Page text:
Addresses the issue of marginal generators such as gas plants from setting the clearing price for the wholesale market without fully undermining the investments made in renewable energy technologies through their inframarginal rents.
Is temporary by design and the mechanism ends once prices fall down within a moderate range.
It is focused on price spikes but during periods of sustained high prices, it might change the incentive structure for renewable generators.
A new, flexible energy element of UC
An energy element of UC introduced, which is pegged to the price cap. As and when the cap goes up, so does the standard allowance on UC, automatically, and vice versa.
Benefit cap is lifted and is implemented alongside auto enrolment of UC.
Is much more price reflective of the changes to the cap every three months as opposed to UC uplifts in April every year in line with inflation in September the year before.
Targets some of the most vulnerable households that are in receipt of means tested benefits and is very easy to roll out
Politically palatable when considering that this does not necessarily contribute to a permanent rise in UC allowance (like the £20 uplift during the pandemic)
Targeted support measure thereby missing out on the wider consumer base that are currently facing very high energy bills.
Variable, progressive tariffs based on usage where higher energy usage is charged higher per unit consumed
A specified block of energy, deemed essential for daily needs, is free, with a steep but progressive rise in tariffs after that. Proposed by the Fuel Poverty Action coalition as part of their Energy 4 All campaign.
Scheme could be made more targeted with the free block of energy offered to a specific group (eg. fuel poor)
Offers a universal minimum energy for all households for free, ensuring no cases of self disconnection or creating conditions for eating vs heating choices.
Implicit incentive to keep energy consumption low and therefore drive energy efficiency measures.
High energy consumption of households with a disabled member, multiple children, electrically heated homes or an energy inefficient property could suddenly result in a steep rise in the cost of energy (assuming no additional support measures are made available).
Those on pre-payment meters might still lose out with much higher tariffs as a result of enhanced cost recovery measures from suppliers.
Will require a full roll out of smart meters but would possibly make the introduction of time-of-use tariffs redundant.
Invite existing renewable and nuclear generators, currently benefiting from the RO framework, to enter into new long term contracts through the CfD auction mechanism. This could involve the introduction of a new ‘pot’ that is dedicated to legacy renewables.
Price stability of a CfD mechanism might be more attractive for some generators than the ongoing volatility, despite profiting from very high rents currently.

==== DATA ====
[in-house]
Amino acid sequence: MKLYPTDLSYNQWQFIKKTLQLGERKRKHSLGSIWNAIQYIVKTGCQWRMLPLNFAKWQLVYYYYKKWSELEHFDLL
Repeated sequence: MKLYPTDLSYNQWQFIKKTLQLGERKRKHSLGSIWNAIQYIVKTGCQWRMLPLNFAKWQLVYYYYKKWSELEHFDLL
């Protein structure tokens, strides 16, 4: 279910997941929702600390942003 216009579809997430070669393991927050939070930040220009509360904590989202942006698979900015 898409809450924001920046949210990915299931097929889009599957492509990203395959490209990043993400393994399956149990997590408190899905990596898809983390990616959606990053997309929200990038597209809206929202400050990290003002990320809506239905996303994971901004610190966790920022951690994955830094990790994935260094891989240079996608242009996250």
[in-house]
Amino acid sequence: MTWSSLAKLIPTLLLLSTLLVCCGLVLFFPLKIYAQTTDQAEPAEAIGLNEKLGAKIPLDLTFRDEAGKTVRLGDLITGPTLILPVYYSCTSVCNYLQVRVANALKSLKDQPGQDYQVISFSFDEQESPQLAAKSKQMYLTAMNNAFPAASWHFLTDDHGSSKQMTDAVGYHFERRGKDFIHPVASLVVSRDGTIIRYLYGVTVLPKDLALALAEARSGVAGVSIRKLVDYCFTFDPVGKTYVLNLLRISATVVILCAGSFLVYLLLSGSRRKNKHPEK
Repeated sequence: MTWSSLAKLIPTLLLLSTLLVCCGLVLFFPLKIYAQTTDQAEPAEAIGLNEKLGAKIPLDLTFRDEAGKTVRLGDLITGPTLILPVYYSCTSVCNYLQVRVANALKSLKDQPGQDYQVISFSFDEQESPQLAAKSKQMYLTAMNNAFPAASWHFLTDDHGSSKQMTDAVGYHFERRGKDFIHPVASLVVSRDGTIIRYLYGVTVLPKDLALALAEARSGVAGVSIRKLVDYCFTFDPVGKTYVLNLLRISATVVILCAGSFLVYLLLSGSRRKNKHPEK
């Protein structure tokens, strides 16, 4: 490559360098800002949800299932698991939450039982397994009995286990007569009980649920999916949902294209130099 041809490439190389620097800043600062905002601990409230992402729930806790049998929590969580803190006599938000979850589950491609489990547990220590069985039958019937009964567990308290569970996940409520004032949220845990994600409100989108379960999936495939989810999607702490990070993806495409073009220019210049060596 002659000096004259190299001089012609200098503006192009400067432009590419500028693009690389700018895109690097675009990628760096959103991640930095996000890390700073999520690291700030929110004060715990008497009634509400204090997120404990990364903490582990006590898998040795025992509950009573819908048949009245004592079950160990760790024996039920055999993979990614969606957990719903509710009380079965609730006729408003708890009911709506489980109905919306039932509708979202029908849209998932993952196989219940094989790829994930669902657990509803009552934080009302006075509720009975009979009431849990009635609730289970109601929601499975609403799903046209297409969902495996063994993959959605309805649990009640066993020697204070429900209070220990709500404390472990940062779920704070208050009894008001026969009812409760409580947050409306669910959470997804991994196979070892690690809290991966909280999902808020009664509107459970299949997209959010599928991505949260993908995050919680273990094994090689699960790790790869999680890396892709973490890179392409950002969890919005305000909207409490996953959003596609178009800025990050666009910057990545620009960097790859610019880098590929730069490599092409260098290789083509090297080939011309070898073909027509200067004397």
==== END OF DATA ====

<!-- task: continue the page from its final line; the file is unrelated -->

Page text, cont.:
Proposed auctions would deliver even lower prices than the latest round of auctions as generators would have serviced a good portion of their debt already.
If current high wholesale prices remain in place, this could result in considerable savings for consumers.
Strike price for CfD auctions could be set at levels considerably higher than wholesale prices, leading to an overall loss for consumers. These are in scenarios where wholesale prices plummet after implementing this scheme.
Participation is very poor from legacy renewables
The following table further contrasts the above measures against a set of key indicators.
Intervention in the energy markets is always fraught with unforeseen and unintended consequences. However, for political leaders, particularly in Europe, the desire to be seen as doing something is high, potentially leading to the undoing of a lot of the existing market regime and state aid rules. Some of the above ideas carry a time lag and will require detailed consultation with stakeholders before being implemented, so are not suitable as short-term support measures. Therefore, direct fiscal support for households remains the most effective and efficient way of dealing with this crisis in the next 3 – 6 months. As NEF has argued before, boosting benefits further along with specific targeted interventions will again be necessary.
The Chancellor’s support package in May was based on the price cap reaching £2800 in October, but those forecasts are already out of date with new figures indicating a rise to £3000 with a further jump to roughly £3300 in January. Ordinary families cannot withstand such a shock, especially considering the steep rise in the price of other essential goods. Removing the two-child limit and the benefit cap for those on means-tested benefits are additional measures the government has to urgently implement to avoid driving hundreds of thousands into deeper poverty.
The choice for the new government and a new chancellor is clear: prioritise short-term interventions that put money into the pockets of those who need it most or, as Martin Lewis warns, face a winter of discontent.